Monday, July 9, 2012, Part 1
“Submitting to one another in the fear of God. Wives, to your own husbands, as to the Lord. For the husband is head of the wife, as also Christ is head of the church; and He is the Savior of the body. Therefore, just as the church is subject to Christ, so let the wives be to their own husbands in everything. Husbands, love your wives just as Christ also loved the church and gave Himself for it, that he might sanctify and cleanse it with the washing of water by the word, that He might present it to Himself a glorious church, not having spot or wrinkle or any such thing, but that it should be holy and without blemish. So husbands ought to love their own wives as their own bodies; he who loves his wife loves himself. For no one ever hated his own flesh, but nourishes and cherishes it, just as the Lord does the church. For we are members of His body, of His flesh, and of His bones. For this reason a man shall leave his father and mother and be joined to his wife, and the two shall become one flesh. This is a great mystery, but I speak concerning Christ and the church. Nevertheless let each one of you in particular so love his own wife as himself, and let the wife see that she respects her husband” (Ephesians 5: 21-33).
IDEA: When we interpret a passage in the Bible, we must pay attention to grammatical structure.
PURPOSE: To help listeners think about the structure of biblical texts.
If I say, “Turning the corner, the Empire State Building came into view,” what do you think is happening?
Did the Empire State Building turn the corner?
Or did a person turn the corner and then see the Empire State Building?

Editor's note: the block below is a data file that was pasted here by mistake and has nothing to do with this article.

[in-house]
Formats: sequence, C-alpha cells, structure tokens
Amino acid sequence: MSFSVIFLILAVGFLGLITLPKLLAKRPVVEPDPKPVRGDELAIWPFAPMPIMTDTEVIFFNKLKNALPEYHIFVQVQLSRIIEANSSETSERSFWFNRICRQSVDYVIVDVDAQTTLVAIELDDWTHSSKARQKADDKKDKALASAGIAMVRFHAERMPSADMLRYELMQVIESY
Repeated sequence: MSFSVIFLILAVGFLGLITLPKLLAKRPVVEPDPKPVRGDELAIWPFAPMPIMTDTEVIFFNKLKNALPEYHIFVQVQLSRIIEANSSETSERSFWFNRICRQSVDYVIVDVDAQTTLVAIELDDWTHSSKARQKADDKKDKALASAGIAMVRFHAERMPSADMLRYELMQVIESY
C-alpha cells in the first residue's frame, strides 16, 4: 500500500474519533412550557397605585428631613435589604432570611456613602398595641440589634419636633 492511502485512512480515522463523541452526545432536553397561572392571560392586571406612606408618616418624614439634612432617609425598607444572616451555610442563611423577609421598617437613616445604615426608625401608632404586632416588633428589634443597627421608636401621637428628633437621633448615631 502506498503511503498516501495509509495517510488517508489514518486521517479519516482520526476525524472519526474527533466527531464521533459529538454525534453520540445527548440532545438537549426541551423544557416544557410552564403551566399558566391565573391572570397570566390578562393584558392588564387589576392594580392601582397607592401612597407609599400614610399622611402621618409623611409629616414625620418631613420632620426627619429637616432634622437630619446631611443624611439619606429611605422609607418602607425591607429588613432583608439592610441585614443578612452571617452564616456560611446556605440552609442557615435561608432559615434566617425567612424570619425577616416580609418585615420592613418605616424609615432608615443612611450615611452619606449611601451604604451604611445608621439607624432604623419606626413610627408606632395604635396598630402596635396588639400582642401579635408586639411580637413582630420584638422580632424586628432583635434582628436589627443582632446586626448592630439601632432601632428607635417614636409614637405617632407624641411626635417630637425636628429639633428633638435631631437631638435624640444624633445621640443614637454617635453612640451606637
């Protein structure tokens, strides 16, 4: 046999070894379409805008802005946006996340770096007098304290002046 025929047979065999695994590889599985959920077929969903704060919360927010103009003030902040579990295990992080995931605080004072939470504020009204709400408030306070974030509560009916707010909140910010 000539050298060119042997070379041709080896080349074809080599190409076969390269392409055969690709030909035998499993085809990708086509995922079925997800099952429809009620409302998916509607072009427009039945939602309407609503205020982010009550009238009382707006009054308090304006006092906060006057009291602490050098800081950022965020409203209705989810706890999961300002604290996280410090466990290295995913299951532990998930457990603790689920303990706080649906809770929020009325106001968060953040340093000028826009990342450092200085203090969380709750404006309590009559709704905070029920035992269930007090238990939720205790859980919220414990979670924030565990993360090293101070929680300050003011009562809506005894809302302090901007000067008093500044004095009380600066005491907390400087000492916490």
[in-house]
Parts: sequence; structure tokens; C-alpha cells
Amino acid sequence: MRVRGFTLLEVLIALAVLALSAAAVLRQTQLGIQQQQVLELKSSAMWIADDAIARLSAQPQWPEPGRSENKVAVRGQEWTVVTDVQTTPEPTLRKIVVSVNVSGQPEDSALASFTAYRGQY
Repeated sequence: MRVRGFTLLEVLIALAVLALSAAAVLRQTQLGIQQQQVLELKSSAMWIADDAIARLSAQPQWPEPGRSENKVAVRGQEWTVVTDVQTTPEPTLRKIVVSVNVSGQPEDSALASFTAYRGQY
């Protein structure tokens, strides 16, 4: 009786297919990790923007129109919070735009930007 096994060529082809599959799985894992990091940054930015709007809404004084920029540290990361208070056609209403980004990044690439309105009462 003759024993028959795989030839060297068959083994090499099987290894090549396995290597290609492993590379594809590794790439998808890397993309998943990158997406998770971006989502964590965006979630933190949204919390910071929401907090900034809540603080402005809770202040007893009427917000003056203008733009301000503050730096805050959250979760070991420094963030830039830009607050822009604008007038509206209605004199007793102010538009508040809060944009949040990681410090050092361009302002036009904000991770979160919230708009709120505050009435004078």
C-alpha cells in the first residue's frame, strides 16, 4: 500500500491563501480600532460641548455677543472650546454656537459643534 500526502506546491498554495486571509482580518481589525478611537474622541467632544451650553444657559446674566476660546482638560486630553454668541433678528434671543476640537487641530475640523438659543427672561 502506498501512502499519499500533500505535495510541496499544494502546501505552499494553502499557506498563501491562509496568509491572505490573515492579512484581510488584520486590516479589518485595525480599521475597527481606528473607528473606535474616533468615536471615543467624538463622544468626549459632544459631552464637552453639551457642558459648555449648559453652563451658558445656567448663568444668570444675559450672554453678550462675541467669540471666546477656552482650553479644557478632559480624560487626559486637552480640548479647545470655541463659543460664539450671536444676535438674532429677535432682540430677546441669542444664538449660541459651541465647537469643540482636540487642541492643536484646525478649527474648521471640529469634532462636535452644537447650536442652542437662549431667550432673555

English teachers call that a “dangling participle” because the participle (turning) modifies the wrong subject.
Grammar matters if we want to be clear.
Grammar also matters when we read biblical texts.
I. We can misapply a biblical text when we put the wrong words together.
Sarah Sumner, dealing with Ephesians 5:21-33, points out three couplets in that passage:
The wife is to submit herself to her own husband in everything and her husband is to sacrifice himself for her. So the first couplet is submission / sacrifice.
The wife is the body and the husband is the head; together they are one flesh. So the second couplet is body / head.
The wife is commanded to respect her husband while the husband is commanded to love his wife. So the third couplet is respect / love.
People tend to put submit with head, but grammatically we need to keep clear about the pairs of words in the passage. What can happen when we fail to do that?
When we do that, we miss the image of the wife as the husband’s body and Paul’s point that they are “one flesh” (Genesis 2:24).
II. We can’t really comprehend the mystery of a husband and wife as head and body, but we can’t miss the image of unity.
When the Pharisees attempted to trap Jesus by asking Him about divorce (Matthew 19), He quoted Genesis 2:24, then added, “What therefore God has joined together, let no man separate.”
That was a strange answer: they asked Him about divorce and He answered them about creation—both the man and woman were created by God.
Marriage is not only a union, but also a reunion (Genesis 2:23-24).
Jesus’ point was that a man and woman married are already one flesh, making divorce unthinkable.
The mystery of marriage is that two become one flesh as head and body.
When head is defined as “leader” and body is defined as “helper,” the biblical mystery is lost.
What is mysterious about a leader coupled up with his helper? Not very much. Nor is it particularly inspiring. But it is altogether breathtaking to see the biblical picture of body and head joined mysteriously as one.
The powerful image in Ephesians 5:21-33 isn’t about a leader and a follower; it’s about a head and body indissolubly joined as one. We can miss that when we link the wrong words together as we apply the passage.